Robin And Lucienne Day: Design And The Modern Interior features the work of the couple whose designs were a quintessential part of the Contemporary style in Britain in the 1950s. The exhibition features over 50 Lucienne textiles alongside rare, early furniture by Robin, including key pieces such as the Royal Festival Hall lounge, dining and orchestra chairs. The most celebrated designer couple of the post war years, the Days rose to prominence during the 1951 Festival of Britain. Robin Day was commissioned to design the furniture for the Royal Festival Hall and Lucienne's arresting abstract-patterned textiles and wallpapers were displayed alongside Robin's steel and plywood furniture in the Homes and Gardens Pavilion. Like many architects and designers during the optimistic post-war period, the Days believed in the power of modern design to make the world a better place. Lucienne Day's fresh and progressive textile designs were revolutionary, inspired by plant forms, composed of spindly lines and irregular cupped motifs in earthy and acid tones. The originality of these early patterns grew from Lucienne's love of modern art, particularly the paintings of Joan Miro and Paul Klee. Robin Day's furniture designs were a direct rejection of the solid and ponderous form of pre-war furniture. His response to technology reflected the positive, forward looking mood of the early post-war era, and his sparing use of materials and economical approach to construction stemmed from the enforced austerity of the war years, when materials and labour were in short supply. The results included his famed armchairs with moulded plywood wings for arms and spindly legs that emphasise lightness and space. These habits became deeply ingrained in his design psyche, eventually finding their logical conclusion in the multi-million selling 1963 polypropylene chair, perhaps the most ubiquitous piece of furniture on the planet. Pallant House Gallery, Chichester, until 26th June.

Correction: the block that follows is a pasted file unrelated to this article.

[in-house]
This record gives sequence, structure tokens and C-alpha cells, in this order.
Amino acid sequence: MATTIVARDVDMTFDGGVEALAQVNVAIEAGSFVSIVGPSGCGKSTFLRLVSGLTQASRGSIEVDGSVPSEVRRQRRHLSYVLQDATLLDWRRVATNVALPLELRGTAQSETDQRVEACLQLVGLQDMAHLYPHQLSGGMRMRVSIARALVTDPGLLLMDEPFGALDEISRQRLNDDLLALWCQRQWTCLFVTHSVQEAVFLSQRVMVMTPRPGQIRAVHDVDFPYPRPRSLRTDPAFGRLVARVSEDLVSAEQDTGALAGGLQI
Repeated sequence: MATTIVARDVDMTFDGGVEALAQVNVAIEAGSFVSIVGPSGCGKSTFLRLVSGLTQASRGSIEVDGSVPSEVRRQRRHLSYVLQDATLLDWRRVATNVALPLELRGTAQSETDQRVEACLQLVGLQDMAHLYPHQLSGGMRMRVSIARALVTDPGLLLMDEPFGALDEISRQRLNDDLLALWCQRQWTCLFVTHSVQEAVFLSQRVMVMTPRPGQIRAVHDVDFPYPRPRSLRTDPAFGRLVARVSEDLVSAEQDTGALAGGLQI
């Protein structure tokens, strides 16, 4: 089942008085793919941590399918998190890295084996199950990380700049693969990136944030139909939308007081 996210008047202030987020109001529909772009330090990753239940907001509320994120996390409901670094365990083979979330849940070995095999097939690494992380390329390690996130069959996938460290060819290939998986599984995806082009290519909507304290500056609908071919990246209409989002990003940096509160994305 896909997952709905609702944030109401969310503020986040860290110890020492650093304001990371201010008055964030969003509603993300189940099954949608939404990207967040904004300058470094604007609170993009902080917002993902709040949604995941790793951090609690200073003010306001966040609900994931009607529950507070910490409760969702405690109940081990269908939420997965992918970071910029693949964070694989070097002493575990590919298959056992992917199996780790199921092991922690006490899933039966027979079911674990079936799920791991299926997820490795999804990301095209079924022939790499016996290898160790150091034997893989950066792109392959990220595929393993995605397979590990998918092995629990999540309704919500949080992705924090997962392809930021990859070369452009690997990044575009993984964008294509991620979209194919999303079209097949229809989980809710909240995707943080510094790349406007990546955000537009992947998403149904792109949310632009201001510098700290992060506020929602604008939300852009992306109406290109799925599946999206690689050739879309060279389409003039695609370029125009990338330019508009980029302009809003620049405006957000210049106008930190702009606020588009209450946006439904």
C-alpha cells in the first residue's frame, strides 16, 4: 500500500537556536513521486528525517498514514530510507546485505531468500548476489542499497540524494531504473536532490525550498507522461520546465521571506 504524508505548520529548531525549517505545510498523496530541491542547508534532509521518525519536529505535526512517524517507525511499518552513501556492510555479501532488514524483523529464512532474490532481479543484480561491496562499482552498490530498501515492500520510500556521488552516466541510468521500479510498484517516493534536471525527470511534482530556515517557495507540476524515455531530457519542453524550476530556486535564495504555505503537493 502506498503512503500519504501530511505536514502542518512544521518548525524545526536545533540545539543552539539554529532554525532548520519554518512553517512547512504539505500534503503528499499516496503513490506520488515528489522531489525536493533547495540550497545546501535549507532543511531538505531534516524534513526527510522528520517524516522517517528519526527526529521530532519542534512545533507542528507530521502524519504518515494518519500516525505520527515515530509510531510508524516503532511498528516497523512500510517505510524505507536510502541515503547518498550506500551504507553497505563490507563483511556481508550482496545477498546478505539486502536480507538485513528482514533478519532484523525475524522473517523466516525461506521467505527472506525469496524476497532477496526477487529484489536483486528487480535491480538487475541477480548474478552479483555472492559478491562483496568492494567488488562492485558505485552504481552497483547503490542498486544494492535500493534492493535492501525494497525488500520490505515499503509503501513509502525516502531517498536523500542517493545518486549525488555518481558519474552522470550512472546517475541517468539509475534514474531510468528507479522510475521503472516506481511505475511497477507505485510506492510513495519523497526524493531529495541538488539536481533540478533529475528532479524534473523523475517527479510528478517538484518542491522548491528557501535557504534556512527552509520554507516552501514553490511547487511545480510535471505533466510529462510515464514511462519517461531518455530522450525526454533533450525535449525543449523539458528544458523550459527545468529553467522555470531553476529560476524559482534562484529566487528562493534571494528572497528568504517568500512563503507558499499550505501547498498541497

Manifold Greatness: Oxford And The Making Of The King James Bible celebrates the 400th anniversary of the publication of the most frequently printed book in English language. The exhibition tells the story behind the publication of the King James Bible., exploring the political, religious and intellectual context of its time, and looking at the events and conditions that led to and shaped this translation enterprise. Commissioned by King James I of England and VI of Scotland, the translation was the outcome of the laborious efforts of 47 scholars located in Oxford, Cambridge and Westminster. Drawing on the Bodleian holdings, the resources of collegiate libraries from around the University of Oxford, the exhibition specifically showcases the contribution of the Oxford translation committees, of which notable members were John Rainolds (President of Corpus Christi College), Henry Savile (Warden of Merton College) and Miles Smith (Corpus Christi and Brasenose College). The King James translation of the Bible exerted considerable cultural and social influence in the 17th century, and it has become ubiquitous in English speaking culture. The display includes Wycliffe's earliest translation of the Bible into English; John Bois's notes from the committee meeting at which the translation was finally agreed, revealing how words were re-ordered to make the Bible more majestic; reference books used by the committees to help identify biblical insects such as locusts; and a rare copy of the Wicked Bible of 1631, which omits the word 'not' from the seventh commandment, rendering it "Thou shalt commit adultery". Bodleian Library. Oxford, until 4th September.